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Although there is a lot of evidence showing a huge boost in e-commerce during the pandemic, as the economy reopens, those organisations that experienced the biggest growth in their digit channels may be in for a shock. The McKinsey survey of global consumer sentiment, conducted in April 2021, reported that although total digital adoption remains above pre-pandemic levels, many industries and regions may see a modest negative net change in post-pandemic digital use compared with 2020.
The new report from McKinsey Digital, based on a survey of 29,000 people across 24 countries, looked at how buying habits and use of digital channels have changed and whether they are returning to the high street or sticking with e-commerce and digital channels.
For the UK, McKinsey reported that just over seven million accessed new digital services in the past six months. However, more than nine million overall expect to move back to physical stores after the pandemic.
After the 2020 shift to digital channels during the pandemic, McKinsey reported that digital adoption has reduced slightly across European countries. Some people are returning to physical channels, while the “new normal” may bring challenges for countries and industries that were “forced” to switch to digital, said McKinsey.
The study identified a new breed of digital consumer – people who engaged with at least one new digital channel in the six months preceding the survey. “On average, these consumers, at 42 years of age, were about three years younger and roughly 3% wealthier than other digital users,” said the authors of the McKinsey study. “These new digital consumers also make use of digital channels more frequently than their peers, while spending an average of about 4% more.”
The survey also found that the pandemic has done little to increase digital adoption among lower-income populations. Among the people earning less than 50% of the average national income, the proportion of existing and new digital users both came in at 29% of respondents. The figures for location showed that the majority of both new (76%) and existing (74%) digital users live in urban locations. The rest are from rural locations.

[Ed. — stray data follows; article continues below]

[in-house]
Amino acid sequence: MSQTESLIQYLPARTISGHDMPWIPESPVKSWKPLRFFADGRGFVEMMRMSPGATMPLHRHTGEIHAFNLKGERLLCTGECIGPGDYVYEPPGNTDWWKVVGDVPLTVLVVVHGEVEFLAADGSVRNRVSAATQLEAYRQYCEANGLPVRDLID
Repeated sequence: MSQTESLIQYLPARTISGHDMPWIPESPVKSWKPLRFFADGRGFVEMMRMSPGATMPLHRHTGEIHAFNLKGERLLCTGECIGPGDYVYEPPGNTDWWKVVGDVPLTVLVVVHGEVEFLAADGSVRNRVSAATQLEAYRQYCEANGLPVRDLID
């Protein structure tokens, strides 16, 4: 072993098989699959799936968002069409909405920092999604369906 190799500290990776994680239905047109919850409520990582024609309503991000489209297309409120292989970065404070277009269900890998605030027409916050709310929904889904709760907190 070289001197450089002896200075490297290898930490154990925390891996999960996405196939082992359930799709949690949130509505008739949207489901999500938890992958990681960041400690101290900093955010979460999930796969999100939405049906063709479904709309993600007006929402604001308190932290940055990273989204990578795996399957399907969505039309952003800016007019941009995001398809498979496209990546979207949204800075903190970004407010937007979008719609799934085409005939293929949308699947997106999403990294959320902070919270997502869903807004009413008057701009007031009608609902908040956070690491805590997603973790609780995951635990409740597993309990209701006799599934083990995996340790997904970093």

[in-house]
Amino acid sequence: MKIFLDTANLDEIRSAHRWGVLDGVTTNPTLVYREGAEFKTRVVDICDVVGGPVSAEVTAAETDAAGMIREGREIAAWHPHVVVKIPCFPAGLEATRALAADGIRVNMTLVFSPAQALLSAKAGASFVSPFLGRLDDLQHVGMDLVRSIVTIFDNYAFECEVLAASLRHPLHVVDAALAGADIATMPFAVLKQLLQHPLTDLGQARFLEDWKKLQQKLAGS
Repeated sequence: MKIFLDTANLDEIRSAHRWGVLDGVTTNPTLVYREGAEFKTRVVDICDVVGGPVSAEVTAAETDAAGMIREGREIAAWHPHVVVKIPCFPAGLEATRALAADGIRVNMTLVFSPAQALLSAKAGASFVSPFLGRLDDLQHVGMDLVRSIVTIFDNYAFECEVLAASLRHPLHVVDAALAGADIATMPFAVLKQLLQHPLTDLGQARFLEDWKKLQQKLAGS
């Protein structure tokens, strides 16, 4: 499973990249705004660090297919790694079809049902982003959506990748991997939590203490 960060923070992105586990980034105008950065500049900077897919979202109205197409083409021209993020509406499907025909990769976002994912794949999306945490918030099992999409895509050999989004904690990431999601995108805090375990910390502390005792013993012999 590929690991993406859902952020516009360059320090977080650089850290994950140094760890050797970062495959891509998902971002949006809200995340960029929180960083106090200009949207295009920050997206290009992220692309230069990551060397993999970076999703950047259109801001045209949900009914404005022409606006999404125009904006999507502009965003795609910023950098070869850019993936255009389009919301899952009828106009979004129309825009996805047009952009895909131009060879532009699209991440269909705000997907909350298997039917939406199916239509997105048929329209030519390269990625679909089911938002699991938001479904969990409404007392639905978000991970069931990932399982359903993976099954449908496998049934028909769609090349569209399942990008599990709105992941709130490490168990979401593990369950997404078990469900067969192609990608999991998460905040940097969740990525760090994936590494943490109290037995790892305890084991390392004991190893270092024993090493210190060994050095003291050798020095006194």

According to McKinsey, since the turn of the year, there has been a noticeable shift across European markets in people reducing their digital habits. It said 65 million Europeans expect to decrease their online activity as the pandemic ends. The survey reported that trust is the most common concern for consumers, with 44% of Europeans saying they don’t trust digital services.
The authors of the study said personal data security is top of mind for consumers of the education, entertainment and telecommunications industries, along with the public sector. However, in some sectors, security of personal data is not the primary reason for distrust.
“When it comes to grocery, insurance, travel and utilities, on the other hand, consumers were most concerned with being reimbursed for returned purchases, overcharges or undelivered services,” the study’s authors wrote.
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